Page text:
It’s safe to say that most of us have purchased a gift card or two.  They’re convenient and give the recipient the choice to use as they wish.  They also provide a handy way for cybercriminals to steal money, which is why gift card scams are so common.

Gift cards were invented in 1994 by luxury retailer Neiman Marcus, though they did not advertise them.  It wasn’t until Blockbuster displayed gift cards in their stores (due to their paper gift certificates being counterfeited) that the idea took off and swept retailers across the country.

Fast forward 25 years to 2019.  With cards available from virtually every retailer, the popular gift card business has become a huge opportunity for email scammers.  The risk happens year-round, not just at the holidays.  Many scammers are targeting business emails to trick the recipient into sending gift cards to the attackers, even specifying a particular gift card brand (ex. iTunes).  By the end of 2018, 25% of people who reported losing money to a scam lost it through gift cards, compared to 7% in 2015.

Gift card requests have replaced wire transfer demands in forms of payment to scammers. Why? They’re easy, quick and virtually non-traceable.  Once the scammers receive the code from the back of the card, the money is gone as is any real chance of tracing the transaction.  Unfortunately, you or your company may have lost a considerable amount of money in a matter of minutes.

Who is a Target?

Anyone can be a target.  No business (or individual) is immune to these attacks.  Small and large businesses, non-profit organizations and churches can all be victims of this scam.  You may even receive them in your personal email.  Cybercriminals are very good at impersonating trusted businesses, friends and even family.

How Do Gift Card Scams Work?

  • The email will usually impersonate the CEO, CFO or other executive within the organization and may be sent to one or more recipients. In many cases, the email indicates it is “Sent from my iPad” or “Sent from my iPhone” which creates a sense of urgency.
  • Targets tend to be office managers, executive assistants, and other staff members. The email will ask the recipient to do them a quick favor, keep it confidential, reply (to the scammer) and purchase a number of gift cards in certain dollar amounts.  The purchase amount can total hundreds or thousands of dollars.  Specific purchase instructions are usually detailed in the email.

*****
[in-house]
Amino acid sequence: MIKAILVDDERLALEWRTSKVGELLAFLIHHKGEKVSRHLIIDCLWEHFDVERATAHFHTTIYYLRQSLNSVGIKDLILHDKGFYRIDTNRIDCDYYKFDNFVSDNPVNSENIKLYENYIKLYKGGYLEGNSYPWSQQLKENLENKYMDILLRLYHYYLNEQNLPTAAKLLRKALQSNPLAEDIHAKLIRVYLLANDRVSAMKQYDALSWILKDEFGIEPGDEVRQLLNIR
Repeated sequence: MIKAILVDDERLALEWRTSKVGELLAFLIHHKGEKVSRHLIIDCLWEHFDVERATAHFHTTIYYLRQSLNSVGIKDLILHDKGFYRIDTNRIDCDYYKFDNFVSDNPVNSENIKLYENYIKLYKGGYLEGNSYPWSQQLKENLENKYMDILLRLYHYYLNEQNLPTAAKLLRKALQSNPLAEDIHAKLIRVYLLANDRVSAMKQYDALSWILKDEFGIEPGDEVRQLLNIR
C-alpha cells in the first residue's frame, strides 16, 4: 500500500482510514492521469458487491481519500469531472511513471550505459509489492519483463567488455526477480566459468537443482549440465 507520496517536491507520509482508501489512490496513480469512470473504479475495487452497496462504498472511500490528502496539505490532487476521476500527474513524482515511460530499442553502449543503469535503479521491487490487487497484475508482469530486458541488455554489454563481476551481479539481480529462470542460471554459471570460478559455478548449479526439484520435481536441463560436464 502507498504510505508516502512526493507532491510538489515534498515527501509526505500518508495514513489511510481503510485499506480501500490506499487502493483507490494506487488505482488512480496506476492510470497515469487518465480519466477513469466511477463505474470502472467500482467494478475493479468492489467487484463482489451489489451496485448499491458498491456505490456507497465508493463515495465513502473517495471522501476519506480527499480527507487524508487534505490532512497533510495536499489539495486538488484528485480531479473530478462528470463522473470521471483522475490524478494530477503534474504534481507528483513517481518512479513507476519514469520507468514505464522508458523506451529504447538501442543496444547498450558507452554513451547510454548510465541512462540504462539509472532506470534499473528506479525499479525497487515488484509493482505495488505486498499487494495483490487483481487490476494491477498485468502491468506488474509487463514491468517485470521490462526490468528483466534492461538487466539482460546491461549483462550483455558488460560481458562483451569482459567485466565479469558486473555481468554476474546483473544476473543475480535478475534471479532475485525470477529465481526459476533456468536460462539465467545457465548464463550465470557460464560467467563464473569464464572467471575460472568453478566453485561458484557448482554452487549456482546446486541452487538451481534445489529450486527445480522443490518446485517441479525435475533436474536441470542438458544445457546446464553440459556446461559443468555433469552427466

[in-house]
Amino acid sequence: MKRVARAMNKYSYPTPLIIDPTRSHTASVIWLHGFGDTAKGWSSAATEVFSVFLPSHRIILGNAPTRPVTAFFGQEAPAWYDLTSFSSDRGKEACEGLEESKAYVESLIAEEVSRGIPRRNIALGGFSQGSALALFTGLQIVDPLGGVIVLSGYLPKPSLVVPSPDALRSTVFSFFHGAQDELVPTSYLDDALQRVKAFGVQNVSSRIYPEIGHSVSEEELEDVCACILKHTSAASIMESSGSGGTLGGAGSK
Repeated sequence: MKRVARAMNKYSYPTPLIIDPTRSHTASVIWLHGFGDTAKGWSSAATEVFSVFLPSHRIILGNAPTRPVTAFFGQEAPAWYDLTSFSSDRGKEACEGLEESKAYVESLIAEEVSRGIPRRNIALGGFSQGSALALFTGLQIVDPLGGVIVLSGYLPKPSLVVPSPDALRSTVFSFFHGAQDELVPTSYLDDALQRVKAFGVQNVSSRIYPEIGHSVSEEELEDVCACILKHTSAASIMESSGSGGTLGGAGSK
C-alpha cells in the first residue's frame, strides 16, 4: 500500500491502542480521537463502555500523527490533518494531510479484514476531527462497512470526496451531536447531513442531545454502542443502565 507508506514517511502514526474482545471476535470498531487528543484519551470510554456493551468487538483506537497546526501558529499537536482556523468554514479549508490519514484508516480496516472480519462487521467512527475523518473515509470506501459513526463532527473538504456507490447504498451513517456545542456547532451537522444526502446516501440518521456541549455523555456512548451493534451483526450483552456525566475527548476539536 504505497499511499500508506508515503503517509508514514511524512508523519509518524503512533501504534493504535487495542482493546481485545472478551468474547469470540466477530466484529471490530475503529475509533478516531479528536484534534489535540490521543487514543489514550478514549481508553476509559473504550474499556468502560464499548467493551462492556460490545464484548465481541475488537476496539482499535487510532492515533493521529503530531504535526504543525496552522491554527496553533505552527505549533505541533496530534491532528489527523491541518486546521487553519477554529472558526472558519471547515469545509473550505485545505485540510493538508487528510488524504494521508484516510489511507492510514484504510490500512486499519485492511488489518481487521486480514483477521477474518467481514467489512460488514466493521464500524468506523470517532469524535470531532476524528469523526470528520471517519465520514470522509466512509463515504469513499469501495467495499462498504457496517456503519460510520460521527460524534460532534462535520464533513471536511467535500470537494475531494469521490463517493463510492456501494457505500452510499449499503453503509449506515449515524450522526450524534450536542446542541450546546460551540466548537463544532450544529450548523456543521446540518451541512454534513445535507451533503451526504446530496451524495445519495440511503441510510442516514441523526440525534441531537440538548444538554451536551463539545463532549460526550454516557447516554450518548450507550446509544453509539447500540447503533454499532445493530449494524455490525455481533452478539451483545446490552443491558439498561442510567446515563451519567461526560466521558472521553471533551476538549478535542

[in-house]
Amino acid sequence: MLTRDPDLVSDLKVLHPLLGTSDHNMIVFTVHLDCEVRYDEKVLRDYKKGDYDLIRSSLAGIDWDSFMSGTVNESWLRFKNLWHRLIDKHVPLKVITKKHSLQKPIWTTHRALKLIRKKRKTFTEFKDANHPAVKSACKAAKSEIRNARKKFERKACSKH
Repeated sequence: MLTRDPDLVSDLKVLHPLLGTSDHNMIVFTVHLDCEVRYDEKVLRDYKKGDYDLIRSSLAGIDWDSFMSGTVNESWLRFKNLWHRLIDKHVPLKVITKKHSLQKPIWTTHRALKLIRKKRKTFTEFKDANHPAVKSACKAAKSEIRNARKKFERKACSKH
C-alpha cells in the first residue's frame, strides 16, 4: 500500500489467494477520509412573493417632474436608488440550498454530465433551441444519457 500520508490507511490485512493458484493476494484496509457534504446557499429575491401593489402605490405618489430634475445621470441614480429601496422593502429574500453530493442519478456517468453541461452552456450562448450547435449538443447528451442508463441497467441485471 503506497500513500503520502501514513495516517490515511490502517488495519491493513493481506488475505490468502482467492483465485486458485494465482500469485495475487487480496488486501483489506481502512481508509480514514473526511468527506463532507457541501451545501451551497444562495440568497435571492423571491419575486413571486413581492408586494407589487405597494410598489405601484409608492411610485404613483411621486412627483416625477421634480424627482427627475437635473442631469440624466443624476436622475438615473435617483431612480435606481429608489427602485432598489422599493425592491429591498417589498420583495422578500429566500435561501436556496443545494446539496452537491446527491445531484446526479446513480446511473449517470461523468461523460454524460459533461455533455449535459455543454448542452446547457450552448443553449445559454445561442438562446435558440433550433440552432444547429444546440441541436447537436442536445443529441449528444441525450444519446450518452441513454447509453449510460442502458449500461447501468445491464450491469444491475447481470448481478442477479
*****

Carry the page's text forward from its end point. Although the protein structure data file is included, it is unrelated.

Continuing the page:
• From there, the victim will be asked to scratch off the back of each card to show the pin, scan the card, then send pictures of the scanned cards. That’s all the scammer needs to make purchases online.

How to Avoid Becoming a Victim

Most email filters are very good at catching spam.  However, filters can’t pick up all these types of attacks in part because they don’t contain any obvious malicious signals.  For example, gift card scam emails don’t usually include attachments or risky links.  They’re often sent from trusted email domains, to make the recipients feel comfortable making the purchase.  So, it’s up to you.

Here’s the best way to avoid becoming a victim and save your money and time:

  • STOP and do not respond to the email or click on any links within the email. Be aware of how the email is written because scammers often use suspect language. If the tone and grammar sound unusual for your business, it’s likely a scam.
  • CONTACT the individual from within your organization that “sent” the email to determine its validity; do this via phone, in-person or a separate email.
  • ALERT others within your organization of the scam email; it may have been sent to more than one person.
  • MAKE sure you delete the email.

Gift card scams are here to stay, at least for now.  Contact us if you would like to know more about how CRU Solutions can help keep your business safer.